The conventional wisdom behind forceful crowd control deserves a review of its own. Rather than passively controlling a protest, heavy riot gear actively changes the dynamics of crowd behavior, according to the best new behavioral evidence. The twisted outcome is one that too many police forces have yet to learn: the military-style equipment intended to enhance public safety often ends up threatening it.
The military-style equipment intended to enhance public safety often ends up threatening it.
Jaime Weston, VP of Brand & Creative for the NFL, says the league pulled together on its brand only after consulting its MVPs: the fans.
With 205 million unique viewers during 2013's regular season, accounting for 81% of television homes in the U.S., the NFL is one of the most visible brands in sports--and Jaime Weston has been tasked with shaping that image.
If every email you sent was perfectly phrased and well-received right out of the inbox, how much time could you save?
Have you ever received an amazing email, one that you'd like to print out and pin to your wall, one that made you grin from ear to ear or slow-clap in appreciation and reverence?
The bad news: Our brains are wired to be negative. The good news: You can train your brain to hold on to happiness in 10 seconds.
Wouldn't it be awesome if we could hack into our own brains and rewire them to be happier?
There's one adjective that's never used to criticize men, yet it shows up at an alarming rate in women's performance reviews.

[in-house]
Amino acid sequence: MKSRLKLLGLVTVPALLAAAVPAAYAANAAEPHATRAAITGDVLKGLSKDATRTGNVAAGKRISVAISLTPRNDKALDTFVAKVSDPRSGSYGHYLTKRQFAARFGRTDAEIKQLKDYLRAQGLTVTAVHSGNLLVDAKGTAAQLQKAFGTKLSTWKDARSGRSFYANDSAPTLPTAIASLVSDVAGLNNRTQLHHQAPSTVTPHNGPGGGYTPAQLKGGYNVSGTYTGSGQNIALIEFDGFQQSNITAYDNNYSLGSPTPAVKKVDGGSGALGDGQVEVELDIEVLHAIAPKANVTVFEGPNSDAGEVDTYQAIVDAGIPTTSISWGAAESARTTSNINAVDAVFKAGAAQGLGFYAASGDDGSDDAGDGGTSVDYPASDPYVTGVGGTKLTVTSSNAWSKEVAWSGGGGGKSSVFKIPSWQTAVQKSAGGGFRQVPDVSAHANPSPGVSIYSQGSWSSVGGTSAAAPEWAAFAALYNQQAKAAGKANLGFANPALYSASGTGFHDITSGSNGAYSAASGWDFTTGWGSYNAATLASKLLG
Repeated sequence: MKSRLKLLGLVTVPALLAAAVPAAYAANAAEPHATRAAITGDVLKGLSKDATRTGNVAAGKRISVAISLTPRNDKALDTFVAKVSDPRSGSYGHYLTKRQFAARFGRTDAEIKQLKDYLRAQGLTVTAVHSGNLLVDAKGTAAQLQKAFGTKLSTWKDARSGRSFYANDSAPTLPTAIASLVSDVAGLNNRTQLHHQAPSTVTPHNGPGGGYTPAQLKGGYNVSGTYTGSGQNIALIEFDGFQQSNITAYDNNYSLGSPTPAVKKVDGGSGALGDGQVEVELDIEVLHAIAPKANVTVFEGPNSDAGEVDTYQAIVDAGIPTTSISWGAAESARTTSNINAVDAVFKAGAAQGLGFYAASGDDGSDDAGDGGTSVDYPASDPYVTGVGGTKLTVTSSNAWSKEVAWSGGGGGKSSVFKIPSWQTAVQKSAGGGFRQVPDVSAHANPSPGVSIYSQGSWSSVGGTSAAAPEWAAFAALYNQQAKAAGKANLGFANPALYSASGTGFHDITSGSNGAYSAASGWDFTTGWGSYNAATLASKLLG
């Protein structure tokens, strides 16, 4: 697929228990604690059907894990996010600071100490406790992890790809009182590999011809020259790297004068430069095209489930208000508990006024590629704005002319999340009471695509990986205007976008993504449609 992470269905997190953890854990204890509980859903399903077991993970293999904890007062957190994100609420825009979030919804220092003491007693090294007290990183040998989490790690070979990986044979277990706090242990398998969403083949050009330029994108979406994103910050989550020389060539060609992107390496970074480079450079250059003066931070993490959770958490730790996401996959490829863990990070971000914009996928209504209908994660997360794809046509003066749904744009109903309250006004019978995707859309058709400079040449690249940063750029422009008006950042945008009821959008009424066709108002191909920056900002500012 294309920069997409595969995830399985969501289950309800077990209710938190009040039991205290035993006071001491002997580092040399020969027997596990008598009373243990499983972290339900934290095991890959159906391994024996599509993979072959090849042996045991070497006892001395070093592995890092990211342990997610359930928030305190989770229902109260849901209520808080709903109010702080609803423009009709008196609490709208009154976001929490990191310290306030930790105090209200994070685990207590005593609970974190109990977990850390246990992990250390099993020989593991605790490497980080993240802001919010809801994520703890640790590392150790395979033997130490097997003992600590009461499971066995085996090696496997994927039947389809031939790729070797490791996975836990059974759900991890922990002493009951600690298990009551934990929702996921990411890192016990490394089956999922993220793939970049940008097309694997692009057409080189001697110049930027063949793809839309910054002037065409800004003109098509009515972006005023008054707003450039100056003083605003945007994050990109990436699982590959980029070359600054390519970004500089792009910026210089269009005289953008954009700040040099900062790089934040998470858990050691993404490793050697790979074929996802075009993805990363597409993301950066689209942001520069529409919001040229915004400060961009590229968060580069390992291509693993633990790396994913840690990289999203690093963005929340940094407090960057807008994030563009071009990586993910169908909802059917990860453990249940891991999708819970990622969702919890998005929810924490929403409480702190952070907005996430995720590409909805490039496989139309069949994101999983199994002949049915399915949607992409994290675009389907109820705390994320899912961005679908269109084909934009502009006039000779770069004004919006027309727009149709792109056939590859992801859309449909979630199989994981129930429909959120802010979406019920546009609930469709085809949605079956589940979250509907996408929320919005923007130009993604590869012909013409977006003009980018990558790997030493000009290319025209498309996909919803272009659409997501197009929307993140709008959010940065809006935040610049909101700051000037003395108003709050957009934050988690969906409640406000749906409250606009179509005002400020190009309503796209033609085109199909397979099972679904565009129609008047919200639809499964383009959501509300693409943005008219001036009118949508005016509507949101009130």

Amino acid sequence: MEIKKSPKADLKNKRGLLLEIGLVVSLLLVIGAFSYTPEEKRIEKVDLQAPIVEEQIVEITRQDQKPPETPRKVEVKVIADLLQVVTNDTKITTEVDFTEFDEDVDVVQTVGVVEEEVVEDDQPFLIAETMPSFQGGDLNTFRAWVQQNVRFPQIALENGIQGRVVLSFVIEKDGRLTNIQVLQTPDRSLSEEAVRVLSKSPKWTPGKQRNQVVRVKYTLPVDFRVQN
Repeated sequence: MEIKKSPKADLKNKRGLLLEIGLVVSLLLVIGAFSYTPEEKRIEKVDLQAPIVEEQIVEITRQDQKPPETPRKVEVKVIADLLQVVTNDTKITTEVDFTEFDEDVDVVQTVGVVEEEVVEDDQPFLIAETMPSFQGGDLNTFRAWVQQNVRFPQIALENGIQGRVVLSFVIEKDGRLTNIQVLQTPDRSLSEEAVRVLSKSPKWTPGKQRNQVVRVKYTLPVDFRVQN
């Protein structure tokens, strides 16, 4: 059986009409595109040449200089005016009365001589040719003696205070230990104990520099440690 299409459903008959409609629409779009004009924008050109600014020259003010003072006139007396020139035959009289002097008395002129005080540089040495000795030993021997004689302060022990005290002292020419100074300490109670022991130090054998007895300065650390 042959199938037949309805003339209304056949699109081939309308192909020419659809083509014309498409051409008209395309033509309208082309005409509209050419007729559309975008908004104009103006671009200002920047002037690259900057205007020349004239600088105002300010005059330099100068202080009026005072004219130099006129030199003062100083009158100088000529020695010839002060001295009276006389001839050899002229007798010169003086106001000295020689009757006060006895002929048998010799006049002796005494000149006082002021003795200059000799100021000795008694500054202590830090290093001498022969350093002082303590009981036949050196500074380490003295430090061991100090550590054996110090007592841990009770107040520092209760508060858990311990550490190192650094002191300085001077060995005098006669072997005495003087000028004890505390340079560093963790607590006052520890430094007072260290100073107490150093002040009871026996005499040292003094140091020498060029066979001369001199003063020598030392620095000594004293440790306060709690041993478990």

It's a scenario that could be straight out of a textbook on gender bias:
So many brands get it so wrong. Does a company need women at the top to strike the right note with female consumers?
From telling women they're too fat to fit into their yoga pants to equating women's body hair with "dudeness," there have been some pretty misguided messages sent to women recently.
A new report in The Verge unearths some of the aggressive tactics employed by the ride-share service.
Earlier this month, Lyft publicly accused Uber associates of summoning and then canceling thousands of rides at the last second. Uber flat-out denied that those requests were true, but now it looks like we have some evidence as to where those marching orders came from.
Plus, any intellectual property associated with them.
India's largest media group has instated a new social media policy that requires journalists to turn over the passwords to their personal social media accounts. Under these new guidelines, publications can post on reporters and editors' accounts without their knowledge.
The 82-year-old legendary architecture school may no longer be able to produce future architects.
The Frank Lloyd Wright School of Architecture, opened in 1932 by its legendary namesake, is in danger of losing its accreditation to offer a Master of Architecture degree. The school, with locations in Scottsdale, Arizona, and Taliesen, Wisconsin, is left scrambling to find a solution.